I came here during the peak of autumn, was here for all of winter, and then when spring came, both on the calendar and in the air. Until the rains started on Sunday we come through an unseasonably warm stretch of weather that felt like two weeks of summer. Down low all the snow melt and the rivers have run high. But it didn’t feel like spring, even as plant life struggled to emerge. It was just too warm.
Today feels like spring, even though it is just below freezing today.
To support herself while writing, she worked for several years as a reservation clerk at British Overseas Airline Corporation and at Eastern Air Lines. In December of 1956, some of her New York friends gave her a year's salary along with a note: "You have one year off from your job to write whatever you please. Merry Christmas." She decided to devote herself to writing and moved into an apartment with only cold water and improvised furniture.
Lee wrote very slowly, extensively revising for two and a half years on the manuscript of To Kill a Mockingbird (which she had called at different times "Go Set a Watchman" and "Atticus"). She called herself "more a rewriter than writer," and on a winter night in 1958, she was so frustrated with the progress of her novel and its many drafts that she threw the manuscripts out the window of her New York apartment into the deep snow below. She called her editor to tell him, and he convinced her to go outside and collect the papers.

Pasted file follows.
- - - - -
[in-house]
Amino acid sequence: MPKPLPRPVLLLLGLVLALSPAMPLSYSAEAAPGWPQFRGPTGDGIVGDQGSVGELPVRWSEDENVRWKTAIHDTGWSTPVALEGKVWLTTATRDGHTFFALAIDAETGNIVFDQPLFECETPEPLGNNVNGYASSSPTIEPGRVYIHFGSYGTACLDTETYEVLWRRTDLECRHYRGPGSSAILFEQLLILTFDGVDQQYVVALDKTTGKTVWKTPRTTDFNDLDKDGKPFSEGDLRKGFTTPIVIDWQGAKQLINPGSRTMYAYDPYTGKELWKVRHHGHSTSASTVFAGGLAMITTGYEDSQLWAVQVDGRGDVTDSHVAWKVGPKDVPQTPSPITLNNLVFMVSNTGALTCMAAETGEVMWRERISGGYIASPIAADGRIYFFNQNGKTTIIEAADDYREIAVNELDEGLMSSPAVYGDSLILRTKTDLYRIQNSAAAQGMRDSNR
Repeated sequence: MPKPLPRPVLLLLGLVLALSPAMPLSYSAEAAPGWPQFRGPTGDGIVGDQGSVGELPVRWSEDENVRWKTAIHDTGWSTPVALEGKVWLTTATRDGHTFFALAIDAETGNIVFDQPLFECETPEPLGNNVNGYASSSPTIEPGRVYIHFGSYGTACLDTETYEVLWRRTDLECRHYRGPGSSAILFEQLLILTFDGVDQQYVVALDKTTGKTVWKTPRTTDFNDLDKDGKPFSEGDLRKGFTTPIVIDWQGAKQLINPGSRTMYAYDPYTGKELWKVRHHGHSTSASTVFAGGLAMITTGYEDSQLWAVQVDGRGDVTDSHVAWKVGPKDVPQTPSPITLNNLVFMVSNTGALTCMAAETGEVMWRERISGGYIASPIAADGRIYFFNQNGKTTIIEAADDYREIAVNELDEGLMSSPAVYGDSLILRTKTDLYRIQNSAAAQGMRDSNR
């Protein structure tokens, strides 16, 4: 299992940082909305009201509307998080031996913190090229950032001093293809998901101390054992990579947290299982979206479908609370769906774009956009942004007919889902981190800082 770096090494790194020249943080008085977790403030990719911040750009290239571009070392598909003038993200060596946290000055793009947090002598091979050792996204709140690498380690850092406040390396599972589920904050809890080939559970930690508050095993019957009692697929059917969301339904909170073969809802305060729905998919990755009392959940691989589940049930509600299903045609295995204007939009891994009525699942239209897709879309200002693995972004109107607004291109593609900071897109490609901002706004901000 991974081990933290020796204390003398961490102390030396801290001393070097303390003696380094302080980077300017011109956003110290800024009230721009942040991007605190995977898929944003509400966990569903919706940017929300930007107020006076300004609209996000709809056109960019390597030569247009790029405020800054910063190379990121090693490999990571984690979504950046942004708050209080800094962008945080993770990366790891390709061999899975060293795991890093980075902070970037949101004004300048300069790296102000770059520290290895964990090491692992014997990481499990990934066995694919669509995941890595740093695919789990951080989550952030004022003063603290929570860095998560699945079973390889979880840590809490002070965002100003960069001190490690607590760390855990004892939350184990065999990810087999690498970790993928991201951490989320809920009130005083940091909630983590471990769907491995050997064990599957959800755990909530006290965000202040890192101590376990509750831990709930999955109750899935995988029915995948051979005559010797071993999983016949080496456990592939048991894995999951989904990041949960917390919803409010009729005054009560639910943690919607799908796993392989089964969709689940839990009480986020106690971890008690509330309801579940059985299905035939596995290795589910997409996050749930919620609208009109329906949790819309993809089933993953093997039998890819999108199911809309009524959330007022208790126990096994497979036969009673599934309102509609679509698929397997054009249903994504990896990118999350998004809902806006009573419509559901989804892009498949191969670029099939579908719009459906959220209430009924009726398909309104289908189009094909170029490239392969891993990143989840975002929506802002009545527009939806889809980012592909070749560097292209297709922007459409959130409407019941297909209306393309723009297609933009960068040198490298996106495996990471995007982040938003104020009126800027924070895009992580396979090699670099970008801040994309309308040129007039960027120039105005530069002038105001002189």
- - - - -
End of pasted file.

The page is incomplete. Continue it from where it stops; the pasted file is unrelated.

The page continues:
To Kill a Mockingbird came out in 1960 and was immediately a popular and critical success. Lee won the Pulitzer Prize in 1961. A review in The Washington Post read, "A hundred pounds of sermons on tolerance, or an equal measure of invective deploring the lack of it, will weigh far less in the scale of enlightenment than a mere 18 ounces of new fiction bearing the title To Kill a Mockingbird."Lee later said, "I never expected any sort of success with Mockingbird. I was hoping for a quick and merciful death at the hands of the reviewers but, at the same time, I sort of hoped someone would like it enough to give me encouragement. Public encouragement. I hoped for a little, as I said, but I got rather a whole lot, and in some ways this was just about as frightening as the quick, merciful death I'd expected."
With that, I leave you, as Atticus and I get ready to venture out into the woods for a gentle stroll before breakfast and then a day of writing.